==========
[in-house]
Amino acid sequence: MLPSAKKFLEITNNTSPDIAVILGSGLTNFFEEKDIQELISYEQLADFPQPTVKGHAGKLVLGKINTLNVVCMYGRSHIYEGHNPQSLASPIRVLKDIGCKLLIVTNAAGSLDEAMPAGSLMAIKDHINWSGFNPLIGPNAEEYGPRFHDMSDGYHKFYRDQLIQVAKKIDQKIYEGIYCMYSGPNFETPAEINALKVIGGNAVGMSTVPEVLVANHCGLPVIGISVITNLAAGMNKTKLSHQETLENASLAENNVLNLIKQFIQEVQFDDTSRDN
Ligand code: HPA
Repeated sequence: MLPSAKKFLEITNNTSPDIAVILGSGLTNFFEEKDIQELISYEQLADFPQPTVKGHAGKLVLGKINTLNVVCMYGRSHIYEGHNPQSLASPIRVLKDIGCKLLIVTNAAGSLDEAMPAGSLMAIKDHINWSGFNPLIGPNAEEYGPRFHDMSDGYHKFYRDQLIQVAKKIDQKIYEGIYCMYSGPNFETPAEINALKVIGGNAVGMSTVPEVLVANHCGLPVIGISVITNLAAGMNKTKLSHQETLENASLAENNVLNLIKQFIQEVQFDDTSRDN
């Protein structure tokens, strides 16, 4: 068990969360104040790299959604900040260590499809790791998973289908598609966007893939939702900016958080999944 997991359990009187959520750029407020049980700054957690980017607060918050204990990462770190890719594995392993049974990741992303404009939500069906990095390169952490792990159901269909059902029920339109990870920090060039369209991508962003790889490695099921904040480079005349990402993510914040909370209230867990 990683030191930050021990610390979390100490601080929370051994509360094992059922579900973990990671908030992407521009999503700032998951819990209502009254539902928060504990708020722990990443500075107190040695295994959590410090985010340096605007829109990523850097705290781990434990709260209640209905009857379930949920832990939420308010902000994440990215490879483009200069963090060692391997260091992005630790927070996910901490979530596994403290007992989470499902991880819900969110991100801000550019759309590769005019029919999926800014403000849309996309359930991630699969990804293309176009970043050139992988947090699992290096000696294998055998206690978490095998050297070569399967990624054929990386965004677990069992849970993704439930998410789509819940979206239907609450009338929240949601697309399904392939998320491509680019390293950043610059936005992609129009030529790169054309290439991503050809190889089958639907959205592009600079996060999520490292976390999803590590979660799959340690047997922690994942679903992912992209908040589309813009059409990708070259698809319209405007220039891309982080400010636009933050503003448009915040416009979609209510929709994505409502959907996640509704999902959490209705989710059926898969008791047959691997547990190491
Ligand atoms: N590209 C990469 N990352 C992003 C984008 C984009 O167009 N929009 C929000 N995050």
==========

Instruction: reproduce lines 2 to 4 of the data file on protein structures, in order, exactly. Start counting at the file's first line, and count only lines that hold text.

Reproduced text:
Amino acid sequence: MLPSAKKFLEITNNTSPDIAVILGSGLTNFFEEKDIQELISYEQLADFPQPTVKGHAGKLVLGKINTLNVVCMYGRSHIYEGHNPQSLASPIRVLKDIGCKLLIVTNAAGSLDEAMPAGSLMAIKDHINWSGFNPLIGPNAEEYGPRFHDMSDGYHKFYRDQLIQVAKKIDQKIYEGIYCMYSGPNFETPAEINALKVIGGNAVGMSTVPEVLVANHCGLPVIGISVITNLAAGMNKTKLSHQETLENASLAENNVLNLIKQFIQEVQFDDTSRDN
Ligand code: HPA
Repeated sequence: MLPSAKKFLEITNNTSPDIAVILGSGLTNFFEEKDIQELISYEQLADFPQPTVKGHAGKLVLGKINTLNVVCMYGRSHIYEGHNPQSLASPIRVLKDIGCKLLIVTNAAGSLDEAMPAGSLMAIKDHINWSGFNPLIGPNAEEYGPRFHDMSDGYHKFYRDQLIQVAKKIDQKIYEGIYCMYSGPNFETPAEINALKVIGGNAVGMSTVPEVLVANHCGLPVIGISVITNLAAGMNKTKLSHQETLENASLAENNVLNLIKQFIQEVQFDDTSRDN